First, we start with a particle system done with a Particle SOP (Surface Operator). With some custom forces made with metaballs and turbulences (directly into the Particle SOP node), I’ve created this pattern to fit my composition. I wanted to create a squared ratio image, with an organic shape rising up, so I’ve generated my particle system more on the Y and Z axis than the X axis. With a really tiny focal length, it will be really effective when I add the depth of field in comp.
Step 02: Converting to curves
To create these trails, I converted my particles into curves. When I generated my points, I simulated some main particles and, with a Solver SOP, I merged the previous and next frames of the simulation to create nice trails of particles. In my simulation, I added an “id” attribute on my points so I could get the point numbers and generate curves on each trails. For that, I used an Add SOP in Polygons and “id” for attribute group method. I now have nice curves trails following my particle simulation.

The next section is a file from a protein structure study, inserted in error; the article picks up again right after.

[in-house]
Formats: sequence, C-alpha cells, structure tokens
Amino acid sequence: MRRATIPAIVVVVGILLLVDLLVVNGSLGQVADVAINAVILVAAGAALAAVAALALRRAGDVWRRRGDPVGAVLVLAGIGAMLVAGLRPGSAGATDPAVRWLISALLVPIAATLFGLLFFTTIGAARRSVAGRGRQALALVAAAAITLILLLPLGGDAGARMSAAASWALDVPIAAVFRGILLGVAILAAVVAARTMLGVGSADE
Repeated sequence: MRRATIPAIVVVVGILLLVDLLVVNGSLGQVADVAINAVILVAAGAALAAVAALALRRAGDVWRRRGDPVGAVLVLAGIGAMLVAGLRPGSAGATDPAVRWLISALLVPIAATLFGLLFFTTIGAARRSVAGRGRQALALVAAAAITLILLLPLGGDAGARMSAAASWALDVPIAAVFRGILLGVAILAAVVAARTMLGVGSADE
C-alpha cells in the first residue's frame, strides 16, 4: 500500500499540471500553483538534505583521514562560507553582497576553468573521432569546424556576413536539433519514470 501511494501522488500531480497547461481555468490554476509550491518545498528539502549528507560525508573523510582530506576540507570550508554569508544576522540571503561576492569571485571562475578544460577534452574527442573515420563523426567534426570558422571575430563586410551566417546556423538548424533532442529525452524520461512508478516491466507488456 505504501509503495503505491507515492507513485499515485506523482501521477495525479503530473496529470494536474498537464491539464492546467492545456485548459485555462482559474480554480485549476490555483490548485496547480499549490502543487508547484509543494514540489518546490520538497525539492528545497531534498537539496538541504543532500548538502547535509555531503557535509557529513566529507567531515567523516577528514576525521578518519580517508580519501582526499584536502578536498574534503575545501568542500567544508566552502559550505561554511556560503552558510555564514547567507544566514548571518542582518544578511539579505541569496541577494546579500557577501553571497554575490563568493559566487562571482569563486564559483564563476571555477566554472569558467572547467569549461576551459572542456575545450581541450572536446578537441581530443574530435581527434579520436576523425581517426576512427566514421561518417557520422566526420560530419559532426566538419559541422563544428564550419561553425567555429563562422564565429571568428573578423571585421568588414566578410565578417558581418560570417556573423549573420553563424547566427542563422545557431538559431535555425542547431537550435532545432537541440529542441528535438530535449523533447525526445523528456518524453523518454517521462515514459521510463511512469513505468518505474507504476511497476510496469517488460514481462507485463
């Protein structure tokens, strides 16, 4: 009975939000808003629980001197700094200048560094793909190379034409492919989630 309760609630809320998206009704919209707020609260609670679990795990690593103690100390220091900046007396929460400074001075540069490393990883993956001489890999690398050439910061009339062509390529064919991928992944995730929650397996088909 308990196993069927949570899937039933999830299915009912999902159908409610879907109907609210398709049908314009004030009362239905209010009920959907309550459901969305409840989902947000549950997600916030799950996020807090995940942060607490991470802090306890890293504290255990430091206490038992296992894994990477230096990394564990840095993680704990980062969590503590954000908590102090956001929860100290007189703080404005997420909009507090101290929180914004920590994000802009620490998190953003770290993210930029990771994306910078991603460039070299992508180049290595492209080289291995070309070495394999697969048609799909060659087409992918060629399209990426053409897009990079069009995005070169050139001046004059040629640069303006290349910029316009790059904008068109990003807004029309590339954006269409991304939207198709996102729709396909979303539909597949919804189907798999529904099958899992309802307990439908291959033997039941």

Step 03: Converting to polygons
I knew for this image I wanted some rough metallic shapes for the curves. The problem was that my trails were just some NURBS curves, so I wouldn’t be able to apply the textures for roughness or reflectivity later in Mantra. I needed to convert them to polygons and create a basic UV system. So I used a Polywire SOP to convert the curves into polygons, and generated basics UVs with a UV Texture SOP. This meant I could add details to my trails’ material for the shading process later.
Step 04: Converting to polygons
At the beginnings of the trails, I wanted to have a sphere to give a floral look to this abstract shape. When I simulated the particles, I grouped the main ones with a Group SOP for this step. With a Copy SOP and a couple of random expressions (for the size, mostly) in the stamp attributes, I put some spheres randomly at the beginnings of my trails. This gave me the final flower-like appearance I wanted for these trails.
Step 05: Creating extra details